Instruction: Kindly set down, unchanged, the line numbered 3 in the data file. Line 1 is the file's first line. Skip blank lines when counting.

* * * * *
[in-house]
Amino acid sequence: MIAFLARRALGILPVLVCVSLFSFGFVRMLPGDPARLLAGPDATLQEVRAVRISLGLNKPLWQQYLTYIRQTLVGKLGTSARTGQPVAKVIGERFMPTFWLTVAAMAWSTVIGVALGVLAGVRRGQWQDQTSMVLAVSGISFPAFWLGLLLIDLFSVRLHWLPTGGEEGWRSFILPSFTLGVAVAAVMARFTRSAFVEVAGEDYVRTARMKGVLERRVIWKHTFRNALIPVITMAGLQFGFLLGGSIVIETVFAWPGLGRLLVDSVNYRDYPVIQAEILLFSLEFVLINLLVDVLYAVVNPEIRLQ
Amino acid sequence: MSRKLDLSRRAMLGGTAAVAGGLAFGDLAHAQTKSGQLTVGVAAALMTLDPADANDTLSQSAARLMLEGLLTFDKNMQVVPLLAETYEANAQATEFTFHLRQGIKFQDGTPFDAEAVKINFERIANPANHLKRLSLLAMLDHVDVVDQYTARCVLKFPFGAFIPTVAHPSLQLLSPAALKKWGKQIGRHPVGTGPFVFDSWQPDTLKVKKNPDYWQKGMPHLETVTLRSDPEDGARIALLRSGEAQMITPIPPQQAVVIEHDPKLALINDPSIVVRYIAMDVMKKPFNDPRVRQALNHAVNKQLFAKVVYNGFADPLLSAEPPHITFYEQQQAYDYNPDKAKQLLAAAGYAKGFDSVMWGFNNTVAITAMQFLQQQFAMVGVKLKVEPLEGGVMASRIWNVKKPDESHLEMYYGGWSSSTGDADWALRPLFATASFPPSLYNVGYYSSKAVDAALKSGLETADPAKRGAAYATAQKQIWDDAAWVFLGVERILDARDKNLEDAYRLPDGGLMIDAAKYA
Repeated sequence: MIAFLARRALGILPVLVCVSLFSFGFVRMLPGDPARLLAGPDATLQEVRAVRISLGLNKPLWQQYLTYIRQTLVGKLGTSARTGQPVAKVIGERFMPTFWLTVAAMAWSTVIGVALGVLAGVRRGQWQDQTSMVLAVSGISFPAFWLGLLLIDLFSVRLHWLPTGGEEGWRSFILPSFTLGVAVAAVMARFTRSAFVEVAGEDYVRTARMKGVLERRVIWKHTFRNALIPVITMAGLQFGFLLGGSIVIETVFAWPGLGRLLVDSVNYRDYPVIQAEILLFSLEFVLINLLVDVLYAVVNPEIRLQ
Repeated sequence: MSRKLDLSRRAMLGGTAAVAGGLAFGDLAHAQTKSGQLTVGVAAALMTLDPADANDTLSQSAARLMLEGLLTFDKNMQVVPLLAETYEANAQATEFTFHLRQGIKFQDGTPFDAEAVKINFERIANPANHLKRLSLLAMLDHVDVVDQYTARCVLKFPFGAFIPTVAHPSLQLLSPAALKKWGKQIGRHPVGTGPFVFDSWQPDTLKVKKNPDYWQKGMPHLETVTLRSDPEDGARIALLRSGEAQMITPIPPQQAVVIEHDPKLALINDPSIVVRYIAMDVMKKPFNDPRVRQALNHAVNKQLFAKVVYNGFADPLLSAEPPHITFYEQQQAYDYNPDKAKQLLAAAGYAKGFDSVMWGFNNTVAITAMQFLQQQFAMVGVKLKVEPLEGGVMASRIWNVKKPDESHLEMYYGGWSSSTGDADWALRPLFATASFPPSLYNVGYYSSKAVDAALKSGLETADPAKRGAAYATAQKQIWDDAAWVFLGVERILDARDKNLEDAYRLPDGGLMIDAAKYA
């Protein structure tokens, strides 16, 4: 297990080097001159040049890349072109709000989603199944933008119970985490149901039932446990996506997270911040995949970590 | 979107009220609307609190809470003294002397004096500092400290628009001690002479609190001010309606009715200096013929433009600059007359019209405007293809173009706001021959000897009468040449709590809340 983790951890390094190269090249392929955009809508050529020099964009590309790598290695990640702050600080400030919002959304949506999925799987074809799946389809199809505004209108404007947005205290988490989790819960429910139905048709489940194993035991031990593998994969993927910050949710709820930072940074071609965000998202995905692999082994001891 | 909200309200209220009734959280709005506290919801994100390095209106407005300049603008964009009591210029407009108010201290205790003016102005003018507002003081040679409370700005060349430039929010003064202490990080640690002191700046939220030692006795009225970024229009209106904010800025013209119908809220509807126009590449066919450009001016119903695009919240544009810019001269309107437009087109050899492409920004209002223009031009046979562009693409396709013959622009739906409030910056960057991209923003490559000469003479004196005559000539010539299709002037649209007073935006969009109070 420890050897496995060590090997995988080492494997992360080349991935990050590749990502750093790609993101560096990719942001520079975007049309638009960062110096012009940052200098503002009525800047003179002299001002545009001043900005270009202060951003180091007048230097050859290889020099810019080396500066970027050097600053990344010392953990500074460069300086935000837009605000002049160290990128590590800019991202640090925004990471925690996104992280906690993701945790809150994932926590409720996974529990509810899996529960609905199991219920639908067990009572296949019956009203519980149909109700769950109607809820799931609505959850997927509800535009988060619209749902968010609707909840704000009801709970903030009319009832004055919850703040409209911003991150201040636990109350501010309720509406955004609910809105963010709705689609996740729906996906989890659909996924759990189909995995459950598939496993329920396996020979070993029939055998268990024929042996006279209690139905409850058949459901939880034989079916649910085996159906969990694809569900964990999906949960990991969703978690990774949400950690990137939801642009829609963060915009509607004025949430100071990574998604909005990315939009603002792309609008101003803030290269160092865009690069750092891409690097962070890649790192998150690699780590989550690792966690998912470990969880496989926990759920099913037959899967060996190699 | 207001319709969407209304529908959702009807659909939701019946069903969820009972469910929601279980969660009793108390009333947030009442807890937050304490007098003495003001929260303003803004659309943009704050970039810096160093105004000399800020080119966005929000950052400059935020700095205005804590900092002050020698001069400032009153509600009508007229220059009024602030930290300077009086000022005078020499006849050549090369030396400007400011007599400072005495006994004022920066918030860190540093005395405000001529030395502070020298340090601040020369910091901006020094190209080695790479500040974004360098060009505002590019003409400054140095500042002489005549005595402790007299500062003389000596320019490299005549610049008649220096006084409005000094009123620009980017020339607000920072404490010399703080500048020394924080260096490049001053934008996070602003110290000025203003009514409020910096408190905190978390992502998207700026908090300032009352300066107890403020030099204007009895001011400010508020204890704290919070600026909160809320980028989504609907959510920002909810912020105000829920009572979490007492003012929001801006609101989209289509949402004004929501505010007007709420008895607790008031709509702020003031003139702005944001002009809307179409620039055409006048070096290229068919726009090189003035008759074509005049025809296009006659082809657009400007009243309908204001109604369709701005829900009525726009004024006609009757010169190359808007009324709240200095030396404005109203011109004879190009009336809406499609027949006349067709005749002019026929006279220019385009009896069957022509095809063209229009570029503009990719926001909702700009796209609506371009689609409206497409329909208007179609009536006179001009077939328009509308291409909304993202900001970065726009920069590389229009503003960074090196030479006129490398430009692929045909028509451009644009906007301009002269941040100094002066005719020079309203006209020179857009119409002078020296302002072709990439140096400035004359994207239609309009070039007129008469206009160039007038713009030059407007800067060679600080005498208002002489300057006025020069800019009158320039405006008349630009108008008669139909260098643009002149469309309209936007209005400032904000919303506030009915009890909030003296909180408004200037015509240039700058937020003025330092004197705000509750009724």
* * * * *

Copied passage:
Amino acid sequence: MSRKLDLSRRAMLGGTAAVAGGLAFGDLAHAQTKSGQLTVGVAAALMTLDPADANDTLSQSAARLMLEGLLTFDKNMQVVPLLAETYEANAQATEFTFHLRQGIKFQDGTPFDAEAVKINFERIANPANHLKRLSLLAMLDHVDVVDQYTARCVLKFPFGAFIPTVAHPSLQLLSPAALKKWGKQIGRHPVGTGPFVFDSWQPDTLKVKKNPDYWQKGMPHLETVTLRSDPEDGARIALLRSGEAQMITPIPPQQAVVIEHDPKLALINDPSIVVRYIAMDVMKKPFNDPRVRQALNHAVNKQLFAKVVYNGFADPLLSAEPPHITFYEQQQAYDYNPDKAKQLLAAAGYAKGFDSVMWGFNNTVAITAMQFLQQQFAMVGVKLKVEPLEGGVMASRIWNVKKPDESHLEMYYGGWSSSTGDADWALRPLFATASFPPSLYNVGYYSSKAVDAALKSGLETADPAKRGAAYATAQKQIWDDAAWVFLGVERILDARDKNLEDAYRLPDGGLMIDAAKYA